June 14, 2016
- The increase in sales of previously owned homes and new single-family residences in April illustrates growing demand for owner-occupied housing and the improving ability of prospective homebuyers to save for downpayments and handle monthly mortgage obligations. Interest rates on residential mortgages remain near historic lows, maintaining housing affordability and stimulating a higher volume of single-family home purchases even as prices continue to rise and for-sale inventory remains limited. Low interest rates and a slight moderation in mortgage lending criteria will continue to propel the single-family home market in the near term, and builders could be encouraged to introduce more starter homes to the construction cycle to capture rising demand.
- The stability of the labor market and modest income growth continue to enable a transition into owner-occupied housing, supporting an increase in purchases. Sales of existing single-family residences excluding condominiums rose 6.2 percent over the past year to push up the median price to $235,400, a new high in the post-recession period. Inventory remains tight, however, signaling that some demand may remain unfulfilled and that prospective buyers will continue to confront rising prices and keen competition. The supply of single-family homes for sale compressed to 4.5 months in April. A six-month level of supply is regarded as equilibrium, and the market has been below that mark since June 2012.
- Despite rising demand for single-family homes, developers continue to encounter obstacles to accelerating production. Annualized, construction started on 778,000 single-family residences last month, significantly less than the long-term average. Homebuilders are focusing heavily on trade-up homes at the exclusion of so-called starter homes, as evidenced by a rise in the median price to nearly $322,000 in April. Builder confidence remains high, however, and contractors could broaden the mix of offerings to include models with entry-level prices in the coming months to attract a larger share of homebuyers.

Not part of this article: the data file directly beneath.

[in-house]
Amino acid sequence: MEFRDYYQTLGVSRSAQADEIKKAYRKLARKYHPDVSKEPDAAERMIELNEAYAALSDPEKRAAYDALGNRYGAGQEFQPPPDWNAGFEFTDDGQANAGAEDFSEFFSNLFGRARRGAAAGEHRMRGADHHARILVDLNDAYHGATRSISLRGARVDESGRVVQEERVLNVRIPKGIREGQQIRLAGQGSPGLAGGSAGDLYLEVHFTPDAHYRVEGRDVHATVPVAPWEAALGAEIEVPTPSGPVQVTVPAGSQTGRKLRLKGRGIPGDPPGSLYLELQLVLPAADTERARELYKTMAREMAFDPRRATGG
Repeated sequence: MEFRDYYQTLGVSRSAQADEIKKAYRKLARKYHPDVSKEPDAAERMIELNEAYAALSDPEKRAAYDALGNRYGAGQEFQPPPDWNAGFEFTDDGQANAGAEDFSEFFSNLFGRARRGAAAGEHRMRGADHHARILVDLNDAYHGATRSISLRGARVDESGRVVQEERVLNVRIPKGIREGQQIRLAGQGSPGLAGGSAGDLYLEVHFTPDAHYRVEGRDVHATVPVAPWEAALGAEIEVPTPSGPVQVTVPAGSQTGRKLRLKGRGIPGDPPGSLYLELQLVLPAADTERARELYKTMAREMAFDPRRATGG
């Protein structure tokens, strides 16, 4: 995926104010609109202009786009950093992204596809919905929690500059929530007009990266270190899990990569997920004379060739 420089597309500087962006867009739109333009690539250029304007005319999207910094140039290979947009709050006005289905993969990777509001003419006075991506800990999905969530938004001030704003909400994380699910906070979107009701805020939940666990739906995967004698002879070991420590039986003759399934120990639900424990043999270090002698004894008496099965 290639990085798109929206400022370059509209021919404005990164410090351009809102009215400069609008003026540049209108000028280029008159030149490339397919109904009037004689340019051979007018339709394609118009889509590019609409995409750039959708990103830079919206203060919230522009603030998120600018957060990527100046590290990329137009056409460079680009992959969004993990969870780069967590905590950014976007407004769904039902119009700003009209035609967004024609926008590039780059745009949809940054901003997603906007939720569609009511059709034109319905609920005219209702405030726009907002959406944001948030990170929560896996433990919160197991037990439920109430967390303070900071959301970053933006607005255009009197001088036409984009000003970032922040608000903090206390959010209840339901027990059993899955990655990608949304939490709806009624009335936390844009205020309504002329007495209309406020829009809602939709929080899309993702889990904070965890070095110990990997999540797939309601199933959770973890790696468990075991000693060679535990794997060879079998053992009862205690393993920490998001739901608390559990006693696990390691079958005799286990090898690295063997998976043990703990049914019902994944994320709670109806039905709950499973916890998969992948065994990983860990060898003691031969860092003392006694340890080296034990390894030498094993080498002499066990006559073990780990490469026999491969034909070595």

- The homeownership rate has sunk from a high of 69.2 percent prior to the recession to 63.5 percent in the first quarter, the lowest point in over 20 years. Apartments have captured a considerable share of housing demand, and U.S. apartment vacancy nominally rose in the first quarter to 4.2 percent, or roughly 100 basis points below the long-term average. Approximately 285,000 units are on track for completion this year, the high point during the current cycle, and while pockets of overdevelopment will likely emerge in select submarkets of major metros, demand remains strong and the absorption of nearly 258,000 units will keep vacancy near historical lows.
- The healthcare industry is evolving and medical providers are taking a more patient-centered approach, encouraging new development to follow rooftops. Ambulatory care centers, urgent care offices, outpatient services and physicians are locating near residential subdivisions to better serve the community. This year, an estimated 12.2 million square feet of medical office space will come online, and a large share is away from hospital campuses.
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The information contained herein was obtained from sources deemed reliable. Every effort was made to obtain complete and accurate information; however, no representation, warranty or guarantee to the accuracy, express or implied, is made.